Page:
Presentation on theme: "Shabti. Vocabulary/Glossary: shabti: a figurine called ‘answerer’ chore: an everyday task or job Anubis: an Egyptian god who protected the cemetery and."— Presentation transcript:
Vocabulary/Glossary: shabti: a figurine called ‘answerer’ chore: an everyday task or job Anubis: an Egyptian god who protected the cemetery and guided the dead to judgement, usually shown as a jackal or a man with a jackal head Osiris: an Egyptian god who ruled the afterlife and judged the dead afterlife: the life ancient Egyptians expected after death plough: a pointed tool used to break up dirt shaduf: a machine to move water from one place to another sickle: a tool with a curved blade used to cut plant stalks threshing: separating the seeds of wheat or barley from their stalks chaff: coverings (husks) of seeds of wheat and barley that you can’t eat
Shabti What does it look like? What does it feel like? How was it made? What was it made for? Is it well designed?
Explanation: It is called a ‘shabti’, which is the ancient Egyptian word for ‘answerer’. The figurine ‘answered’ when the dead person called for it to do chores in the afterlife (once its owner had made a difficult journey, was guided to the judgement hall by Anubis, had his heart weighed and been judged by Osiris). Ancient Egyptians expected to do work for Osiris, the ruler of the afterlife. They could reduce their chores by having substitutes to work for them. Shabti figures were placed in tombs so that they could come to life through magic and work for Osiris on behalf of their owners. The most common work was farming in the fields of the afterlife. Shabti figures began to be placed in tombs from around 2000 BC and continued to be popular until the Romans conquered Egypt 2000 years later.
Task: Imagine that you are a shabti. You have entered into the afterlife and you have been instructed by your owner to work in Osiris’ fields as a farmer (which is just like working in the fields of ancient Egypt). Create a series of movements with words to show Osiris all the different chores you are required to do in the course of a year. Look at the pictures about ancient Egyptian farming and the text to help you. Success Criteria: *Perform at least 3 chores in the right order *Use your whole body to show each chore *Use technical words (E.g. plough, sickle, shaduf) *Use time connectives (E.g. firstly, then, next, after that, finally)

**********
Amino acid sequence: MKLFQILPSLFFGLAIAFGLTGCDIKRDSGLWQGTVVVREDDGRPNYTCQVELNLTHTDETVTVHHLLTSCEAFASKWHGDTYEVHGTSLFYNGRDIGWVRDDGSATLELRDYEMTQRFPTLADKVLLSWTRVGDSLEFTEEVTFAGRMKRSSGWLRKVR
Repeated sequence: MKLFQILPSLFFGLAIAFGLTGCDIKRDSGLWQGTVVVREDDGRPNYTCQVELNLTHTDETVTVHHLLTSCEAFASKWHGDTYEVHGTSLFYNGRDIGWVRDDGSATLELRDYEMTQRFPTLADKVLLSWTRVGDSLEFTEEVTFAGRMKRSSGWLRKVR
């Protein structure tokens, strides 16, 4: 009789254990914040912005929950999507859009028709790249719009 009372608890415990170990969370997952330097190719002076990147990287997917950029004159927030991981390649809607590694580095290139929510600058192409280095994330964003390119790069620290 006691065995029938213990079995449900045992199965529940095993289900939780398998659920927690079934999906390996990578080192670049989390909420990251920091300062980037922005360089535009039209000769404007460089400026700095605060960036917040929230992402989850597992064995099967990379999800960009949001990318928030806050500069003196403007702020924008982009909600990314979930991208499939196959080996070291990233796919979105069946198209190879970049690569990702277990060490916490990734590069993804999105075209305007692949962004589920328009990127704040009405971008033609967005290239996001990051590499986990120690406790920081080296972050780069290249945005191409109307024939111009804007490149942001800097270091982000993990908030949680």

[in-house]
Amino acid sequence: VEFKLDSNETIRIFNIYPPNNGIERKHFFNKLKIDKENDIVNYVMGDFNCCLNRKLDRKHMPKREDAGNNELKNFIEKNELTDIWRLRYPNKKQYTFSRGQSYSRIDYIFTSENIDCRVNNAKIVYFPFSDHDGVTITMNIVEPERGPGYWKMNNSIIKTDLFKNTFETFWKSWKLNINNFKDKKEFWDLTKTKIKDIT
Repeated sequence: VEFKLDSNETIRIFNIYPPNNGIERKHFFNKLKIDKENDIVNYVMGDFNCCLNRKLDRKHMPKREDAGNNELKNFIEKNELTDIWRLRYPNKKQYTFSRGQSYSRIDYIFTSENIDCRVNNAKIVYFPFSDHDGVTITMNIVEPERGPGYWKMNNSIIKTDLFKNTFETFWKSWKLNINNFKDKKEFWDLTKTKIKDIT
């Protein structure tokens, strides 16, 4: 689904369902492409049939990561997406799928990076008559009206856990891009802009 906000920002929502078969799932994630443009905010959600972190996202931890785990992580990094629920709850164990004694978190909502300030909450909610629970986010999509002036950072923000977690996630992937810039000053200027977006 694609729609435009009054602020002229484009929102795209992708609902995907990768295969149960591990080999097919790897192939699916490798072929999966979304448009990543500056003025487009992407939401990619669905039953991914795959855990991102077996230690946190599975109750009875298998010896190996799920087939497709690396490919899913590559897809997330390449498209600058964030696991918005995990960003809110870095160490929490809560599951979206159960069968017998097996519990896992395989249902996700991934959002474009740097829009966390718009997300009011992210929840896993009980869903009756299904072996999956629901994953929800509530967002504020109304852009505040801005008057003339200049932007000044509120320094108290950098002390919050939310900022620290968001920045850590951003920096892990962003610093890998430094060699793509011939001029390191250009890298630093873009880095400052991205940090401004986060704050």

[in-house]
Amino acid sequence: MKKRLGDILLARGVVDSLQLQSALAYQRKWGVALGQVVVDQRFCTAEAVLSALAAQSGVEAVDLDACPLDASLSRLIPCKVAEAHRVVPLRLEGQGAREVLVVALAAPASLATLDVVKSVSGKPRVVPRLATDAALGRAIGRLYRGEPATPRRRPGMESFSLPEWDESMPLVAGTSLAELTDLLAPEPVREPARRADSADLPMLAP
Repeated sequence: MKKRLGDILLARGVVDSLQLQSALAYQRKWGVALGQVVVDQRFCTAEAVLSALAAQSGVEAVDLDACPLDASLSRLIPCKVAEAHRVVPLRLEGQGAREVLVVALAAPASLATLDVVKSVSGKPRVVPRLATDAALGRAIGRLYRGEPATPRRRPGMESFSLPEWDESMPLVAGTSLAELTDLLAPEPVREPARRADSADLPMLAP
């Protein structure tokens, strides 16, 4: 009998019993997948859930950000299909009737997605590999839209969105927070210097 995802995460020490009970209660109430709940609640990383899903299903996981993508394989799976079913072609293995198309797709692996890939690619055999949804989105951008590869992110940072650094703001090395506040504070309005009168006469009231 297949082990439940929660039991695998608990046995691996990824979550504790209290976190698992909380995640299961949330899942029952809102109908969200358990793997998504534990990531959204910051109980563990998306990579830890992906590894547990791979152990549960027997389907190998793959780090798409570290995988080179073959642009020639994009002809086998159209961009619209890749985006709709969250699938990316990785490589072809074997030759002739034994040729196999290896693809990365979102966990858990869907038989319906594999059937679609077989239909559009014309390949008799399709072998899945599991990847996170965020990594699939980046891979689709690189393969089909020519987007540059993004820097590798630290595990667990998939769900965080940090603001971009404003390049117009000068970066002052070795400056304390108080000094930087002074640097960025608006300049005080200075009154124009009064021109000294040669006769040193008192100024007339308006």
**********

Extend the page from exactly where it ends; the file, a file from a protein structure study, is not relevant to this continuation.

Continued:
Ancient Egyptian Farming Every year, the Nile river floods the land for several months. Egyptian farmers had to wait for the water to go down. Then they would prepare the fields by building ridges to hold water in the fields and canals to bring water to the fields. Egyptians would use a shaduf to move water from the canal to the field. This machine is made using a large pole with a bucket at one end and a heavy weight at the other. The weight would make the full bucket easier to lift. Once the field was dry enough, farmers would break up the dirt with a plough and spread seeds on the field. It almost never rains in Egypt, so while the plants grew, farmers had to water the field using a shaduf. Egyptians planted many types of fruits and vegetables. Barley, wheat, flax, onions, and pomegranates were common crops. After a few months the plants would be ready to harvest. Wheat and barley were cut using sickles. The stalks were gathered and taken to a threshing floor where cattle would walk on them to separate the seeds from the stalks. Workers would then throw the seeds in the air so the wind would blow away the chaff. The seeds could then be gathered from the ground. Egyptians would use the wheat for bread and the barley to make beer.
Plenary Share the performances with the class (acting as Osiris!). *What chores can you recall? *How did they use the body to show each chore? *How did they use technical words? *Did they use time connectives?